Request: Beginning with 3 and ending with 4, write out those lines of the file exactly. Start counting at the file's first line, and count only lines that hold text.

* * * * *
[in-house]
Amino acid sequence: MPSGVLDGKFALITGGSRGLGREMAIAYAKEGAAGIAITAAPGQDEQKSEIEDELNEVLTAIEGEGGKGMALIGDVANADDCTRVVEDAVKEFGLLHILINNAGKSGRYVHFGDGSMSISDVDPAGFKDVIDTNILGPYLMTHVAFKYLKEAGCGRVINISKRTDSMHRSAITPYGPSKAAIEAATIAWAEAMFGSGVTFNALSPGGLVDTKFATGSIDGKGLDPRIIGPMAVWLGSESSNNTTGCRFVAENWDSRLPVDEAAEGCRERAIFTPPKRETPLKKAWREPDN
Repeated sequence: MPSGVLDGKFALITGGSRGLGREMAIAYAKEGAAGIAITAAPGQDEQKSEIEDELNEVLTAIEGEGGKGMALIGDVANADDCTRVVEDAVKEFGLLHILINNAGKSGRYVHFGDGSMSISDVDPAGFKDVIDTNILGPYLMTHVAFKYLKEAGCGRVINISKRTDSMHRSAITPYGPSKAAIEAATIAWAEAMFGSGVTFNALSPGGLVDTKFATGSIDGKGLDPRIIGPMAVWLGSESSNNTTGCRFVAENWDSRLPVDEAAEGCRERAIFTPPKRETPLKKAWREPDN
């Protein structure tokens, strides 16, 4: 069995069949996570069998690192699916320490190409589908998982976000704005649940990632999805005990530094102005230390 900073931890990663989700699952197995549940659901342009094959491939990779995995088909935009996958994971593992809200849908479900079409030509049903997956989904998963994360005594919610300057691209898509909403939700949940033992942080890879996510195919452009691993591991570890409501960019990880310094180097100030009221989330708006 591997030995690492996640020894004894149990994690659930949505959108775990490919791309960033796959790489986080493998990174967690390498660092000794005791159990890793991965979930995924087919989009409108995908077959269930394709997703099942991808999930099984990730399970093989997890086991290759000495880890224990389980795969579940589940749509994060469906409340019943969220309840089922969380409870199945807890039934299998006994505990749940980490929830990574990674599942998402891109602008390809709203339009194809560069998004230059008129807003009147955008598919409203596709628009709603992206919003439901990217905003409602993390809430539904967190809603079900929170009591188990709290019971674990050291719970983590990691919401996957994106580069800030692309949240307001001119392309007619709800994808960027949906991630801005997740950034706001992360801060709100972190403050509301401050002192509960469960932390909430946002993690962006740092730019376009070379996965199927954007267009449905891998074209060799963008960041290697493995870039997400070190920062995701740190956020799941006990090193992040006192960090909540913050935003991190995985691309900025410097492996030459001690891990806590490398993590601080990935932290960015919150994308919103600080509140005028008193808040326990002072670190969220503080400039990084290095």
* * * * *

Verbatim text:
Repeated sequence: MPSGVLDGKFALITGGSRGLGREMAIAYAKEGAAGIAITAAPGQDEQKSEIEDELNEVLTAIEGEGGKGMALIGDVANADDCTRVVEDAVKEFGLLHILINNAGKSGRYVHFGDGSMSISDVDPAGFKDVIDTNILGPYLMTHVAFKYLKEAGCGRVINISKRTDSMHRSAITPYGPSKAAIEAATIAWAEAMFGSGVTFNALSPGGLVDTKFATGSIDGKGLDPRIIGPMAVWLGSESSNNTTGCRFVAENWDSRLPVDEAAEGCRERAIFTPPKRETPLKKAWREPDN
């Protein structure tokens, strides 16, 4: 069995069949996570069998690192699916320490190409589908998982976000704005649940990632999805005990530094102005230390 900073931890990663989700699952197995549940659901342009094959491939990779995995088909935009996958994971593992809200849908479900079409030509049903997956989904998963994360005594919610300057691209898509909403939700949940033992942080890879996510195919452009691993591991570890409501960019990880310094180097100030009221989330708006 591997030995690492996640020894004894149990994690659930949505959108775990490919791309960033796959790489986080493998990174967690390498660092000794005791159990890793991965979930995924087919989009409108995908077959269930394709997703099942991808999930099984990730399970093989997890086991290759000495880890224990389980795969579940589940749509994060469906409340019943969220309840089922969380409870199945807890039934299998006994505990749940980490929830990574990674599942998402891109602008390809709203339009194809560069998004230059008129807003009147955008598919409203596709628009709603992206919003439901990217905003409602993390809430539904967190809603079900929170009591188990709290019971674990050291719970983590990691919401996957994106580069800030692309949240307001001119392309007619709800994808960027949906991630801005997740950034706001992360801060709100972190403050509301401050002192509960469960932390909430946002993690962006740092730019376009070379996965199927954007267009449905891998074209060799963008960041290697493995870039997400070190920062995701740190956020799941006990090193992040006192960090909540913050935003991190995985691309900025410097492996030459001690891990806590490398993590601080990935932290960015919150994308919103600080509140005028008193808040326990002072670190969220503080400039990084290095």